oppn parties The Will to Excel in Science Has Gone Out Of India's DNA

News Snippets

  • MS Dhoni decides to take a two-month break, will skip West Indies tour but will not retire
  • Phagu Chauhan is the new Governor of Bihar while Ramesh Bais has been appointed as that of Tripura
  • Governors: Anandiben Patel shifted from Madhya Pradesh to Uttar Pradesh and Lalji Tandon from Bihar to Madhya Pradesh
  • Naga talks interlocutor RN Ravi appointed as Governor of Nagaland
  • Noted lawyer Jagdeep Dhankhar appointed as new Governor of West Bengal
  • 84 NDRF teams have been despatched to 23 states to tackle the flood situation
  • Three persons lynched in Bihar after being accused of cattle theft
  • Delhi police seize a consignment of 1500 kgs of heroin and busts a cartel of Afghanistan-Pakistan narcotics dealers with links to the Taliban
  • Supreme Court gives 9 more months to complete the Babri Masjid demolition case trial
  • Priyanka Gandhi not allowed to meet the families of the dead in the Sonabhadra firing, arrested
  • ICC inducts Sachin Tendulkar in [email protected]@@s Hall of Fame
  • Stock markets bleed for the second day. Sensex crashes 560 points
  • S Jaishankar, Minister of External Affairs, says Pakistan should release and repatriate Kulbhushan Jadhav immediately
  • Karnataka Governor Vajubhai Vala asks the Speaker to hold the trust vote latest by 1.30 pm today
  • The Government sends a list of 24 questions to mobile app company that runs video app TikTok seeking answers for anti-national and obscene content carried on the platform
Former Delhi CM and senior Congress leader Sheila Dikshit dies following a cardiac arrest. She was 81
oppn parties
The Will to Excel in Science Has Gone Out Of India's DNA

By Sunil Garodia

About the Author

Sunil Garodia Editor-in-Chief of indiacommentary.com. Current Affairs analyst and political commentator. Writes for a number of publications.
Recently, the 2016 Indian Science Congress was held. Were any useful or serious discussions held in it or was it just another network-building and back-slapping jamboree? In countries where science, research and development occupy a pride of place in society, such events see a rush of scholarly papers being submitted and people vying to speak in order to gain recognition, for themselves and their painstakingly conducted research. But in India the Science Congress has been turned into a circus, as Nobel laureate Venkatraman Ramakrishnan rightly lamented.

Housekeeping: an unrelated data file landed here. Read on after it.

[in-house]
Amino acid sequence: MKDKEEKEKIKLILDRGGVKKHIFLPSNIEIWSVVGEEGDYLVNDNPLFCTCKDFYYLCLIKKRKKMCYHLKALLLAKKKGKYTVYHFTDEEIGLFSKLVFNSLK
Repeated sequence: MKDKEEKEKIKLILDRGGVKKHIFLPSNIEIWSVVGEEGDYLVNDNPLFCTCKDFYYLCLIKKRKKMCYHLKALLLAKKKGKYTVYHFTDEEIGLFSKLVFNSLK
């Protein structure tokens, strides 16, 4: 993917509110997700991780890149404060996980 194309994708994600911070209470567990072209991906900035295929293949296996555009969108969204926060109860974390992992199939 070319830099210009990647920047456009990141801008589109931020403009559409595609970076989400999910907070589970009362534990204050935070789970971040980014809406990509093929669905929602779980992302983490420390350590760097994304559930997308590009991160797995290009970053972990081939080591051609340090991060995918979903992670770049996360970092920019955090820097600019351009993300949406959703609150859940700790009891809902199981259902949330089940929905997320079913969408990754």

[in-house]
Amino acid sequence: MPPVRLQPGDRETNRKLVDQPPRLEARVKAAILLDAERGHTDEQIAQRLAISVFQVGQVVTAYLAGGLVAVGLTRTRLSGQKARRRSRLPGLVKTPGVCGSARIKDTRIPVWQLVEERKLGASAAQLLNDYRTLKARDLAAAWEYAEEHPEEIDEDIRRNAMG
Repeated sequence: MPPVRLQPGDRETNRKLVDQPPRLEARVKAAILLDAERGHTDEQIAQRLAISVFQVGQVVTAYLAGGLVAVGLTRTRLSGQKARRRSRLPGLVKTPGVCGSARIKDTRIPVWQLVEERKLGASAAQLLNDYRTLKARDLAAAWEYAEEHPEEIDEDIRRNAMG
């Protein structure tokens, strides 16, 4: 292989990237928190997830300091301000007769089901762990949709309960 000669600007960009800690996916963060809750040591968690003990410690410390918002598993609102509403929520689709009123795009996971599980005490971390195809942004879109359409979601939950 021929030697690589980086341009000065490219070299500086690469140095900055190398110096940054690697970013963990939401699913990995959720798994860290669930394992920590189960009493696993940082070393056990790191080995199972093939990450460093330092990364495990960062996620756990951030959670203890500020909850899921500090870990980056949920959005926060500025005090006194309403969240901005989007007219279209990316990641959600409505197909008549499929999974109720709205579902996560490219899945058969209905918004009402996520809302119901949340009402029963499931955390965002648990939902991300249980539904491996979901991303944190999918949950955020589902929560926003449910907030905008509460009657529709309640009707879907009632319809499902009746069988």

When was the last path breaking discovery or invention made by Indian scientists working in India? As a nation we wallow in mediocrity as far as scientific matters are concerned. We care a hoot about patents of people who invested fortunes and lifetimes in creating something new. We change the ‘process’ to change the ‘product’ and dish out our own versions, self-congratulating ourselves on our ‘success’ and the fact that we can produce the same things at a much cheaper cost. But in the process we have first lost the will to discover – and hence innovate – and then become complacent. We know others will do the research and we will just copy. So the will to excel in science has gone out of our DNA.

More dangerously, we have increasingly begun to equate science with mythology. If Ram came to Ayodhya in a vaayu vaan, there are takers for the theory that airplanes are an Indian invention. The habit of explaining things through the occult is deeply ingrained in the Indian psyche. Mythology is increasingly being detached from religious beliefs and made to appear scientific. Everything that happens is usually considered an act of God. Scientific explanations are neither given nor sought. Children are not encouraged to be inquisitive about the unexplained (in fact, they are scolded by parents and teachers both, if they are persistent).

If this continues, there will be lesser innovation with passage of time. Scientific temper has to be built from childhood. The government has to invest in science laboratories in schools at the lower level and research at the higher levels of the education institutions. It is surprising that a stream of study that can fire the imagination of kids and make them ask million questions and conduct billions of experiments is reduced to just a subject in textbooks. India needs to inculcate the scientific spirit in its youth if it has any pretensions of being a manufacturing powerhouse. Borrowed technology, designed for other countries and cultures, can take us only thus far and no further. We need scientists who can make technological inventions according to our needs. For that, we need scientists who invest time in research and experiment, not those who try to pass off mythology as science.